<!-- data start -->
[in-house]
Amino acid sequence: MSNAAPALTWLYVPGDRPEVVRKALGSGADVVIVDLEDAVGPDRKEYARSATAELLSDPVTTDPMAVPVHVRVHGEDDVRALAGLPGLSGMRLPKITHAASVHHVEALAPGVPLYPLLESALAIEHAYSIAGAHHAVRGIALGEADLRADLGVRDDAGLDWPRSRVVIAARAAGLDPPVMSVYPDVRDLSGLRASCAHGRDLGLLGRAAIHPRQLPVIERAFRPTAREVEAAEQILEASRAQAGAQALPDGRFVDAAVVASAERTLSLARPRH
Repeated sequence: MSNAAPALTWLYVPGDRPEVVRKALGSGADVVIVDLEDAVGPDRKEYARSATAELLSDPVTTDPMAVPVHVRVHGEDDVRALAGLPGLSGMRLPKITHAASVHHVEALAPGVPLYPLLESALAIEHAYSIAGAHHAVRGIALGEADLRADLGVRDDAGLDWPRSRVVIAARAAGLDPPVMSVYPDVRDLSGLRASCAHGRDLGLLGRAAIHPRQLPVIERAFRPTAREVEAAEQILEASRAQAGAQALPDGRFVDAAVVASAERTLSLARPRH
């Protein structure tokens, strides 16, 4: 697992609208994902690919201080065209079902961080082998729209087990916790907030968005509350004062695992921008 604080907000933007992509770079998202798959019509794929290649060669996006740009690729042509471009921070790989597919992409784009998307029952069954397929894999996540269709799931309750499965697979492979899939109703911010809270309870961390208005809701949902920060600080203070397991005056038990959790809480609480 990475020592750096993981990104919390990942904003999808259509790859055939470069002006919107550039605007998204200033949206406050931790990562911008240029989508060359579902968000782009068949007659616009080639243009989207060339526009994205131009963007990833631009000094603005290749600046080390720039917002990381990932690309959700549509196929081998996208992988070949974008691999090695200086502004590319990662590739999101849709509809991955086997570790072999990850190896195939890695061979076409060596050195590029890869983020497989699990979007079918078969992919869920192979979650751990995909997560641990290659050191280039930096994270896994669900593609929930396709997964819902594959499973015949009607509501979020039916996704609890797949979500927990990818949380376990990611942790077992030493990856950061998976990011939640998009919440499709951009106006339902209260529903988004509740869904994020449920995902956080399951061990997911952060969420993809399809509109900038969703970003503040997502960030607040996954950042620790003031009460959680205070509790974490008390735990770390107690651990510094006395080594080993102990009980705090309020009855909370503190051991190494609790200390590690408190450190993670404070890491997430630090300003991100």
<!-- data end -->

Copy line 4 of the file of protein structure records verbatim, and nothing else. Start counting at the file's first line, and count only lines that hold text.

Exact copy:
């Protein structure tokens, strides 16, 4: 697992609208994902690919201080065209079902961080082998729209087990916790907030968005509350004062695992921008 604080907000933007992509770079998202798959019509794929290649060669996006740009690729042509471009921070790989597919992409784009998307029952069954397929894999996540269709799931309750499965697979492979899939109703911010809270309870961390208005809701949902920060600080203070397991005056038990959790809480609480 990475020592750096993981990104919390990942904003999808259509790859055939470069002006919107550039605007998204200033949206406050931790990562911008240029989508060359579902968000782009068949007659616009080639243009989207060339526009994205131009963007990833631009000094603005290749600046080390720039917002990381990932690309959700549509196929081998996208992988070949974008691999090695200086502004590319990662590739999101849709509809991955086997570790072999990850190896195939890695061979076409060596050195590029890869983020497989699990979007079918078969992919869920192979979650751990995909997560641990290659050191280039930096994270896994669900593609929930396709997964819902594959499973015949009607509501979020039916996704609890797949979500927990990818949380376990990611942790077992030493990856950061998976990011939640998009919440499709951009106006339902209260529903988004509740869904994020449920995902956080399951061990997911952060969420993809399809509109900038969703970003503040997502960030607040996954950042620790003031009460959680205070509790974490008390735990770390107690651990510094006395080594080993102990009980705090309020009855909370503190051991190494609790200390590690408190450190993670404070890491997430630090300003991100």